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Hymn 223, L. M. 1. THOU, that hear'st when sinners cry,
Though all my crimes before thee lie, Behold them not with angry look,
But blot their mem'ry from thy book. 2. Create my nature pure within,
And form my soul averse to sin ;
Thy help and comfort still afford :
To plead the merits of thy Son.
Is all the sacrifice I bring;
A broken heart for sacrifice.
And owns thy dreadful sentence just ;
Hymn 224. c. M.
My load of guilt remove ;
That bars me from thy love.
Then my rejoicing tongue
And make thy praise my song. 3. No blood of goats, nor heifer slain
For sin could e'er atone ;
Sufficient and alone.
4. A soul, opprest with sin's desert,
My God will ne'er despise ;
Is our best sacrifice.
Hymn 225. C. M. 1. THE Lord will happiness divine
1 On contrite hearts bestow : Then tell me, gracious God, is mine
A contrite heart or no?
Insensible as steel ; #
To find I cannot feel.
To love thee, if I could;
Averse to all that's good. 4. My best desires are faint and few, .;
I fain would strive for more:
Seem weaker than before.
And love thy house of pray’r;
But find no comfort there. -
Deci le this doubt for me ; And if it be not broken, break,
And heal it, if it be.
Hymn 226. s. M.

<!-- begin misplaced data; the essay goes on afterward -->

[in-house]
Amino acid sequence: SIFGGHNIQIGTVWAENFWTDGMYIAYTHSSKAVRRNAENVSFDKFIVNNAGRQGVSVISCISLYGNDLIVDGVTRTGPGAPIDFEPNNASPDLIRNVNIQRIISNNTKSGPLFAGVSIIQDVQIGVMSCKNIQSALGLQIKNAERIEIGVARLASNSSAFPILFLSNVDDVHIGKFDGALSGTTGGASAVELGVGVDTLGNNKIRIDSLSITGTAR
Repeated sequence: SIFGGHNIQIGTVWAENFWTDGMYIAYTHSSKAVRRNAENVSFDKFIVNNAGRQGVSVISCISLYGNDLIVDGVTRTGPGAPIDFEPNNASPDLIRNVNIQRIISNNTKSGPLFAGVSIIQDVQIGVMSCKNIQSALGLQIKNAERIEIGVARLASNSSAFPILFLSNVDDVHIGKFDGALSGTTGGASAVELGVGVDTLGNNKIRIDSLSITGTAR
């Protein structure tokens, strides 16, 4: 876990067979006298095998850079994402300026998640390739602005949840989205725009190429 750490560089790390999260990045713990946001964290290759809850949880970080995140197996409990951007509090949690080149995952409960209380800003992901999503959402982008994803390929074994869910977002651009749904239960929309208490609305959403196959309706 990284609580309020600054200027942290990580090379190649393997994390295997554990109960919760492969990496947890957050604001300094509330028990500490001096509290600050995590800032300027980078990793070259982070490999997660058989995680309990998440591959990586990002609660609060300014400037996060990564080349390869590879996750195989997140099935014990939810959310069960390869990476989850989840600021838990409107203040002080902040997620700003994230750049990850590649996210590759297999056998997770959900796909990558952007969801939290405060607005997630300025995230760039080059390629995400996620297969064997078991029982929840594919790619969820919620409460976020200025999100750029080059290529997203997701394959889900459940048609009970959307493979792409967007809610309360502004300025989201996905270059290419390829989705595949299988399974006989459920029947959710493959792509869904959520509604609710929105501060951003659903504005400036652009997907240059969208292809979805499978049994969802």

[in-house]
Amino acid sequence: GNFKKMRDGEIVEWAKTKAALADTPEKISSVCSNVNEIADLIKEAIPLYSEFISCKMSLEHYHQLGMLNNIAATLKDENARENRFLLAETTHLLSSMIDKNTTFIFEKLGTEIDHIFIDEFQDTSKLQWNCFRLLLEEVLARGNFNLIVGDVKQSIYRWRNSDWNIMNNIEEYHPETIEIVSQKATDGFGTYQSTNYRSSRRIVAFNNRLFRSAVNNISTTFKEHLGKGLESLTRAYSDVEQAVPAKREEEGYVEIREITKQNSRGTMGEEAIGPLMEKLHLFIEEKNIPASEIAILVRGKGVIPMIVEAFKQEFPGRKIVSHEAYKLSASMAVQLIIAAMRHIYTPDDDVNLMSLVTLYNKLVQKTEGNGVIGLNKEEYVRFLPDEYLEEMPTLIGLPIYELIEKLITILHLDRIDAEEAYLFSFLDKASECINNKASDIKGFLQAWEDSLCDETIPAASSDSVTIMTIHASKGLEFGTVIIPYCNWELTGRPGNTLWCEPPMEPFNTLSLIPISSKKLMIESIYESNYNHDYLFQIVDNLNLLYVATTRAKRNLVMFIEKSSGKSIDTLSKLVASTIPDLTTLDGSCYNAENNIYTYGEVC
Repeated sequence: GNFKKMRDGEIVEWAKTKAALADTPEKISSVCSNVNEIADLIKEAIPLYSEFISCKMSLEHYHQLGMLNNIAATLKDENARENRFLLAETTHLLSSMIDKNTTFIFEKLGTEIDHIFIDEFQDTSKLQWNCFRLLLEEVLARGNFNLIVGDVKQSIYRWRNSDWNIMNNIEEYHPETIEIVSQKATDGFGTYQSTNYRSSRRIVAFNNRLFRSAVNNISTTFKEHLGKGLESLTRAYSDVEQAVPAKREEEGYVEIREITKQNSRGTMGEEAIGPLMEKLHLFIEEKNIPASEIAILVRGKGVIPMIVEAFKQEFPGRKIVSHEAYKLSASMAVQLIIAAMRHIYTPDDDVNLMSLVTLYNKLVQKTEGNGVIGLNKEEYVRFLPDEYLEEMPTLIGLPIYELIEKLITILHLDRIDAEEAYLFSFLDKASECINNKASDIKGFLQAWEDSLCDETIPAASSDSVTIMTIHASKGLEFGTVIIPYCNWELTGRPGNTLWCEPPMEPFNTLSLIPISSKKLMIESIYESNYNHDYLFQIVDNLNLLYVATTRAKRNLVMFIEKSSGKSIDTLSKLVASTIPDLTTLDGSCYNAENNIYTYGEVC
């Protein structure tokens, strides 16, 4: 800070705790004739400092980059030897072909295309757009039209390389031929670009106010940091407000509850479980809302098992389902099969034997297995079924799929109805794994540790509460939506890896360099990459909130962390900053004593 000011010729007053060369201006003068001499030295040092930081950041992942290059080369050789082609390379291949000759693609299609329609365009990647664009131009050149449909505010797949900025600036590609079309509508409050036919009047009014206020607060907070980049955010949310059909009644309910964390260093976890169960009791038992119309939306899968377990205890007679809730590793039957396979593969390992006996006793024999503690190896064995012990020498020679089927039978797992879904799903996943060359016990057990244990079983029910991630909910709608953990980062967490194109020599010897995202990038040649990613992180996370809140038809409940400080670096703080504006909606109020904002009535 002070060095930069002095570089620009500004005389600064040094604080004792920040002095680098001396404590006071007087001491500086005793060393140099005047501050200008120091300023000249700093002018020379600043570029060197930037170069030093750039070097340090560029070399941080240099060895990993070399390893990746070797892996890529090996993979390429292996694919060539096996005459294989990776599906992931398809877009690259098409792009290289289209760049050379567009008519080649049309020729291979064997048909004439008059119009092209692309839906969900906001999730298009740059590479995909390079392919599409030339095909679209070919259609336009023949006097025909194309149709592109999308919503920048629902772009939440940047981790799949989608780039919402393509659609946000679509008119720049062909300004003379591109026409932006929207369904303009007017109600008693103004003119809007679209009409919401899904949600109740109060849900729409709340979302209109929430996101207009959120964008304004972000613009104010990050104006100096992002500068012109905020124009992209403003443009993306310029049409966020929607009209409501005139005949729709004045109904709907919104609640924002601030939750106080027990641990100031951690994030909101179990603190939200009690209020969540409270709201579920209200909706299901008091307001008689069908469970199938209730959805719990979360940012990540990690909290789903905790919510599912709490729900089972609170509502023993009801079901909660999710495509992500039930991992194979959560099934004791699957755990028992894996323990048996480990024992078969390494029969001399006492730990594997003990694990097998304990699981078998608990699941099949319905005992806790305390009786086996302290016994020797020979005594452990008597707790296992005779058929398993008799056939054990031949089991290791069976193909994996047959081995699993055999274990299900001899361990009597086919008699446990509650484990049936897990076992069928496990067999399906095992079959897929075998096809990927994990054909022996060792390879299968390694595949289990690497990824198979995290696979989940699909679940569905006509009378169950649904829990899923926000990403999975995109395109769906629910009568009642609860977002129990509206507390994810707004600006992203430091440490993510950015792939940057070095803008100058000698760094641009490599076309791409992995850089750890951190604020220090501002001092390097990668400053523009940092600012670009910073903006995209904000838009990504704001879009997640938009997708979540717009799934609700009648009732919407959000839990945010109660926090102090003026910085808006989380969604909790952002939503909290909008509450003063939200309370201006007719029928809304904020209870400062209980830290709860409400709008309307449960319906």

IVI Impatient of restraint,
Pour cut a long complaint.
2. This impious heart of mine .
Could once defy the Lord,
In presence of thy sword.
A rebel to the skies,
And mercy's loudest cries !
And all his heav'n to me.
That cannot feel, nor see.
To court me from above,
And shews the prints of love.
Hymn 227. L. M.
D The Publican and Pharisee !
The other owns his guilt and shame. 2. This man at humble distance stands,
And cries for grace with lifted hands;
And diff'rent answers he bestows;
While on the proud his anger frowns. 4. Dear Father, let me never be
Join'd with the boasting Pharisee ; .
Hymn 228. s. M. 1. TS this the kind return?
1 Are these the thanks we owe?
Whence all our blessings flow! 2. To what a stubborn frame
Has sin reduc'd our mind !
And God as strangely kind ! 3. Turn, turn us, mighty God,
And mould our souls afresh;
And give us hearts of flesh. 4. Let past ingratitude
Provoke our weeping eyes,
Let hourly thanks arise.
Hymn 229. c. M. 1. n H if my soul did feel her woe,
How would I vent my sighs! Repentance should like rivers flow,
From both my streaming eyes. 2. 'Twas for my sins, my dearest Lord
Hung on the cursed tree,
That crucify'd my God,
Fast to the fatal wood!
My heart has so decreed ;
That made my Saviour bleed.
5. Whilst, with a melting broken heart,
My murder'd Lord I view,
And slay the murd'rers too.
Hymn 230. c. M. The repenting Prodigal. Luke xv. ., &c. 1. D EHOLD the wretch, whose lust and wine
D Has wasted his estate,
To taste the husks they eat!
“I starve in foreign lands; “ My Father's house has large supplies,
“ And bounteous are his hands. 3. “ I'll go, and with a mournful tongue,
6 Fall down before his face; “ Father, I've done thy justice wrong,
“ Nor can deserve thy grace." 4. He said, and 'hasten'd to his home,
To seek his Father's love. The Father saw the rebel come,
And his compassions move.
Embrac'd and kiss'd his son ;
For follies he had done.
Hymn 231. c.m.
Psalm cxxxix. 23, 24.
UT He sees our inmost mind;
And leave our souls behind.